The Hobbit: An Unexpected Journey

The Hobbit: An Unexpected Journey ★★★

Whereas the biggest flaw of Peter Jackson's Hobbit trilogy remains the fact that it's a trilogy, not one standalone film, my undiluted love for Jackson's realization of Tolkien's source material in the Lord of the Rings trilogy and, to a lesser extent, also these Hobbit films, makes it a difficult task for me to objectively criticize The Hobbit: An Unexpected Journey.

As everyone might be aware, it's a problem when the story only offers enough room for one third of the time spent with the LotR trilogy, yet is stretched out over the exact same time frame. Too much of The Hobbit: An Unexpected Journey feels like unnecessary filler material (not to mention the special extended edition, which I watched this time around, that offers little of additional interest even to die-hard fans of the universe), and it's a damn shame because both the material and the production values theoretically make this look like an absolute winner on paper.

Trimming the story down (and possibly even releasing the rest of the material as an, admittedly extremely long, extended director's cut) would have served in its benefit and might have ensured that it wouldn't be looked down upon in the unfavorable, yet unavoidable comparison with The Lord of the Rings. Those are some of my favorite films of all time, and this return to Middle Earth is entertaining and well-made enough to turn it into a decent fantasy adventure film, but it simply pales too much in the direct confrontation to its predecessors.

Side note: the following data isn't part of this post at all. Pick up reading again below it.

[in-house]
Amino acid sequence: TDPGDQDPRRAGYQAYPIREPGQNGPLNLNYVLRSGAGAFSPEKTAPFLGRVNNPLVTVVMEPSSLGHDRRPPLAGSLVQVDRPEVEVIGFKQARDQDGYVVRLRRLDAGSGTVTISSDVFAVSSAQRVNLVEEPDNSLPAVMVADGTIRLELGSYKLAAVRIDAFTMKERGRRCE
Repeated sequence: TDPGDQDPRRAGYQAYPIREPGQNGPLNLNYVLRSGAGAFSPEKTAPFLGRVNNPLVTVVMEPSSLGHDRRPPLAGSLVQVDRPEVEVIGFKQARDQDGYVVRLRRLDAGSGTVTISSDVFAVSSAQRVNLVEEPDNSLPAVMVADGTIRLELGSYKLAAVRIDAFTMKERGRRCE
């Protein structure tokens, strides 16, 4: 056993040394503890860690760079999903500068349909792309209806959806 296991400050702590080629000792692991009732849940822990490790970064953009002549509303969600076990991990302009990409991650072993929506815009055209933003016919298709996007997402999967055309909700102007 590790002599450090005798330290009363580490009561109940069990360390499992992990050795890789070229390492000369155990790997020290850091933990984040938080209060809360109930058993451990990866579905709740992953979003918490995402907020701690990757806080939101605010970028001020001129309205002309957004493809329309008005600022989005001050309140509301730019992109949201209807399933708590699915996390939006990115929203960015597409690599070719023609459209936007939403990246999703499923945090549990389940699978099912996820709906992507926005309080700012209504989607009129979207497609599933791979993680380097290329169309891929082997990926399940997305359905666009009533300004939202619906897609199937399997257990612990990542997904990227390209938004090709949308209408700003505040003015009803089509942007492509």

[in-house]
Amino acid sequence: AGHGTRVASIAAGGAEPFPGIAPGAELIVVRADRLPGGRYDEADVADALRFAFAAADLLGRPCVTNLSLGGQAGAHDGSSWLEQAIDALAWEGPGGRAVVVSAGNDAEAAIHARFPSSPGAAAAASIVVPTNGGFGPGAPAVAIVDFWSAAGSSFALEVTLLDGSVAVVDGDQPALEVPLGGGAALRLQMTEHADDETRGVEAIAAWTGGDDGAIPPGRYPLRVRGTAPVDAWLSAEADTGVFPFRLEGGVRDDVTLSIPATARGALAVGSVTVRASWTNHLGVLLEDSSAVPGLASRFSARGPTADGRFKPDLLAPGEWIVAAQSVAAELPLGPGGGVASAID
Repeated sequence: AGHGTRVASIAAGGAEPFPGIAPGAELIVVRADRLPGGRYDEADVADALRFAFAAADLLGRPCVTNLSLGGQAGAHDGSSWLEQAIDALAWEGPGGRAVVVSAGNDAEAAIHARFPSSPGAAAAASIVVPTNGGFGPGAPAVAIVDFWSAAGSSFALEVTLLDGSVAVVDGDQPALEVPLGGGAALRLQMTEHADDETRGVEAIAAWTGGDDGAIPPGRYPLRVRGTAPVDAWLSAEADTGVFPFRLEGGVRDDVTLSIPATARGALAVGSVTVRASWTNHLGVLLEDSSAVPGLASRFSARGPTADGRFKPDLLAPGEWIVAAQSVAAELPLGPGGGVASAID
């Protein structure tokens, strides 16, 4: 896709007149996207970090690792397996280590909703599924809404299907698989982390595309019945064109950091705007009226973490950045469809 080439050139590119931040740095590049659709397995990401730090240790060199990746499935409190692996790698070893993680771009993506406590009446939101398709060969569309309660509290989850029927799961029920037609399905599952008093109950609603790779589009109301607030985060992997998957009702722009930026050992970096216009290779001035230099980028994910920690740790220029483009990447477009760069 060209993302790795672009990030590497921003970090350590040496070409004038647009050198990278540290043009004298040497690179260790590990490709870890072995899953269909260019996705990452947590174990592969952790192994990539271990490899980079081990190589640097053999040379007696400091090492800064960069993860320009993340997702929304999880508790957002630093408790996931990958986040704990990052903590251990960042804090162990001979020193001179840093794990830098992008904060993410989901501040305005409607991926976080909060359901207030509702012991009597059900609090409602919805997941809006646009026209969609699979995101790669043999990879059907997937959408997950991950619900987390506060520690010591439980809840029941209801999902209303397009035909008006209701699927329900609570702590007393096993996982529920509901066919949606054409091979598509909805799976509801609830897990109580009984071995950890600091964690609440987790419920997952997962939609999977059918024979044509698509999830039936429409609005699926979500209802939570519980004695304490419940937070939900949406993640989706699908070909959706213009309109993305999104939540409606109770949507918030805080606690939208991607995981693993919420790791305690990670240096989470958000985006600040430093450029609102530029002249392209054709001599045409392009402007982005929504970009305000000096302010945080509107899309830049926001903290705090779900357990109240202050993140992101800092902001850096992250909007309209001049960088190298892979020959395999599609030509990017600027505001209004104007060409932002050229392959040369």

Long story short: this is not as great a movie as it could have been, but the casting choice of Martin Freeman in the role of Bilbo is nothing short of outstanding, and the Gollum sequence is among the finest parts of the entire Hobbit trilogy, thanks to Andy Serkis' continuously breathtaking performance. The visual effects are terrific, but simply not enough to entertain a lacking story that seems more dedicated with stretching out thin material in order to maximize profit generation, rather than actually creating a good and riveting story.

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